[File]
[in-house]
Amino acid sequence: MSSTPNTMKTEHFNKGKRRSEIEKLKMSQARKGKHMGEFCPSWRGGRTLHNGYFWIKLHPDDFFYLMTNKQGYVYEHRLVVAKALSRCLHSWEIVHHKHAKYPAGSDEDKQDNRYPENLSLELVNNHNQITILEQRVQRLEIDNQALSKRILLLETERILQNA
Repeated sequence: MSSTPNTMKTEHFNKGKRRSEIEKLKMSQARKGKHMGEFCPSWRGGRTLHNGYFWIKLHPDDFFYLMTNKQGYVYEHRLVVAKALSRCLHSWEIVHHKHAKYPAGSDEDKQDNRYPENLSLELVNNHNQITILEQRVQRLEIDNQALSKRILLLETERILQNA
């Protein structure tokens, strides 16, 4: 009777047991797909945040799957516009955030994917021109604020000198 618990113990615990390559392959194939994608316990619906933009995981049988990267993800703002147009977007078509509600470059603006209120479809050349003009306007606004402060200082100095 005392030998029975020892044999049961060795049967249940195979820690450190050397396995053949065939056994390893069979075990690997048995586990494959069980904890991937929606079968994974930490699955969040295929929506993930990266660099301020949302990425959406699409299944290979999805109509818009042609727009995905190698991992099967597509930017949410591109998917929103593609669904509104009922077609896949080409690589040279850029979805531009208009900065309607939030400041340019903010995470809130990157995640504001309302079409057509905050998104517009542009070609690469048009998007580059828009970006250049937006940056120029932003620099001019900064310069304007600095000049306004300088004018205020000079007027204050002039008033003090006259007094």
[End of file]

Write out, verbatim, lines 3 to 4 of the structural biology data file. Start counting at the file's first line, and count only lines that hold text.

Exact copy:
Repeated sequence: MSSTPNTMKTEHFNKGKRRSEIEKLKMSQARKGKHMGEFCPSWRGGRTLHNGYFWIKLHPDDFFYLMTNKQGYVYEHRLVVAKALSRCLHSWEIVHHKHAKYPAGSDEDKQDNRYPENLSLELVNNHNQITILEQRVQRLEIDNQALSKRILLLETERILQNA
């Protein structure tokens, strides 16, 4: 009777047991797909945040799957516009955030994917021109604020000198 618990113990615990390559392959194939994608316990619906933009995981049988990267993800703002147009977007078509509600470059603006209120479809050349003009306007606004402060200082100095 005392030998029975020892044999049961060795049967249940195979820690450190050397396995053949065939056994390893069979075990690997048995586990494959069980904890991937929606079968994974930490699955969040295929929506993930990266660099301020949302990425959406699409299944290979999805109509818009042609727009995905190698991992099967597509930017949410591109998917929103593609669904509104009922077609896949080409690589040279850029979805531009208009900065309607939030400041340019903010995470809130990157995640504001309302079409057509905050998104517009542009070609690469048009998007580059828009970006250049937006940056120029932003620099001019900064310069304007600095000049306004300088004018205020000079007027204050002039008033003090006259007094």